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How to survive the five worst technology disasters

What would happen if the internet exploded?

From banks to hospitals to the systems that keep the juice flowing to our homes, we are almost entirely dependent on tech. We look at the effect of the five worst 'tech doomsday' scenarios, such as the entire net collapsing, would have on our lives.

What could happen:
Yahoo and Bing become swamped with search traffic, and might collapse under the weight.

Organisations that rely on Gmail and Google Docs for their day-to-day operations will find themselves unable to get much done (though, given how many outages Gmail had over the last year, they might be used to it).

YouTube fans may discover there are approximately 7,834 other free video sites out there.

Web entrepreneurs who rely on Google ads will find themselves bereft of income for an unknown period of time.

Other consequences, according to Google Blogoscoped author Philipp Lenssen: "People may not be able to post an update about their life, leading others to believe they've disappeared (because Blogspot is down); conspiracy theorists will be able to sell more books on 'why Google went down (and what the NSA had to do with it)'; and people who want to search for 'why Google is down' realize that, well, Google is down so they can't search for that".

How long it would take to recover: From hours to days, depending on what measures Google already has in place.

A Google spokesperson contacted for this story said: "We are always planning for different threat scenarios, but we aren't going to discuss specific defence measures."

Likelihood: Zuk says it's more likely than most big companies are willing to admit.

"In a big company like Google or Yahoo, which have tens of thousands of employees, there will always be unaware employees who do something stupid like sharing their desktop via WebEx," he says.

"It only takes one to do it, and from there the route to the data centre is a quick one."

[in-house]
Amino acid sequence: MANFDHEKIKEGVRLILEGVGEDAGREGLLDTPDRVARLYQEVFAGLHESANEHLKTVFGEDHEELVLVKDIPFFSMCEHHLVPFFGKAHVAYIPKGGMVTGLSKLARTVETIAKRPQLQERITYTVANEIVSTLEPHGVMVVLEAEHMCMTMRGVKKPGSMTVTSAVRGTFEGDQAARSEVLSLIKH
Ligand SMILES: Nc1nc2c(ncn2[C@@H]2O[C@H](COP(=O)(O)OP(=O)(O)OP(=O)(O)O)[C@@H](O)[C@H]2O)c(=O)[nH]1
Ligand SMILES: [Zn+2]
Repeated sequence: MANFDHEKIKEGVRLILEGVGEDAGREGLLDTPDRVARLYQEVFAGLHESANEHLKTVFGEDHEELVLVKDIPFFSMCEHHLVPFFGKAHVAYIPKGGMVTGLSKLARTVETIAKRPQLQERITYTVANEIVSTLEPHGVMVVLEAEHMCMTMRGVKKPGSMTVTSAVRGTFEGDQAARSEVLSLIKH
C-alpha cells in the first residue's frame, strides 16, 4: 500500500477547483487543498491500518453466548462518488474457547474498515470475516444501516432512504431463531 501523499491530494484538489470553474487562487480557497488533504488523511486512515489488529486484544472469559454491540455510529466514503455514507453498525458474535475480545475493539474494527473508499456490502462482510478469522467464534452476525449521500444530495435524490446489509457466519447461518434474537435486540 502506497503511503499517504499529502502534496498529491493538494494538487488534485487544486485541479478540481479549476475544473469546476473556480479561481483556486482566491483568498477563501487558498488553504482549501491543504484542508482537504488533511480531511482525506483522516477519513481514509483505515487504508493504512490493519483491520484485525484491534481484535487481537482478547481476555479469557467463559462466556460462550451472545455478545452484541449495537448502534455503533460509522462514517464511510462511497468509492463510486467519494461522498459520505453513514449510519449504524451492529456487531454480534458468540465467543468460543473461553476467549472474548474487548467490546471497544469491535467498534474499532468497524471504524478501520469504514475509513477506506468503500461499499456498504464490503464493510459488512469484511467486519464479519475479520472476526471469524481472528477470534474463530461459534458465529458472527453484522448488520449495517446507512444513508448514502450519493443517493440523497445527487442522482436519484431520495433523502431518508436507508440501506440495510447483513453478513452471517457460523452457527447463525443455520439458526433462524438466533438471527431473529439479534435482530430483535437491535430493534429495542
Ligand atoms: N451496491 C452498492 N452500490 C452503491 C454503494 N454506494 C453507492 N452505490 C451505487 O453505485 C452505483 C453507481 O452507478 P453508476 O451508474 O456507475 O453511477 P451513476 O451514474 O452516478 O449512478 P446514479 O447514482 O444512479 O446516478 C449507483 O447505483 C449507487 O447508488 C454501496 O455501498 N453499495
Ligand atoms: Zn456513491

How to avoid this fate: To avoid getting nailed by rogue apps, companies need greater visibility into their networks to expose any apps that are running and what ports they are using, and to map all of their other dependencies as well, says Steve Cotton, CEO of FireScope, a developer of IT service management solutions.

To avoid being compromised by insiders, companies should get real-time notifications of the activities of privileged users, block specific unauthorised activities, and split the responsibility for monitoring among multiple users, says Slavik Markovich, CTO at database security firm Sentrigo.

"This last point is critical, as the very privileges needed to properly manage the systems and databases makes it very easy for malicious users to defeat whatever controls may be in place, or to cover their tracks," he says.

"There is a dramatic difference in the likelihood of a breach when it can be accomplished by a single rogue insider, as compared to one that requires co-conspirators across multiple functions."

NEXT PAGE: The net goes down

  1. We look at the likelihood of these doomsday scenarios
  2. Britain goes dark
  3. What could happen
  4. Wall Street gets e-bombed
  5. How long would it take Wall Street to recover?
  6. Google is gone
  7. What could happen if Google goes down
  8. The net goes down
  9. What effect would the net going down have on us?
  10. God strikes back
  11. Could we recover from an act of God?

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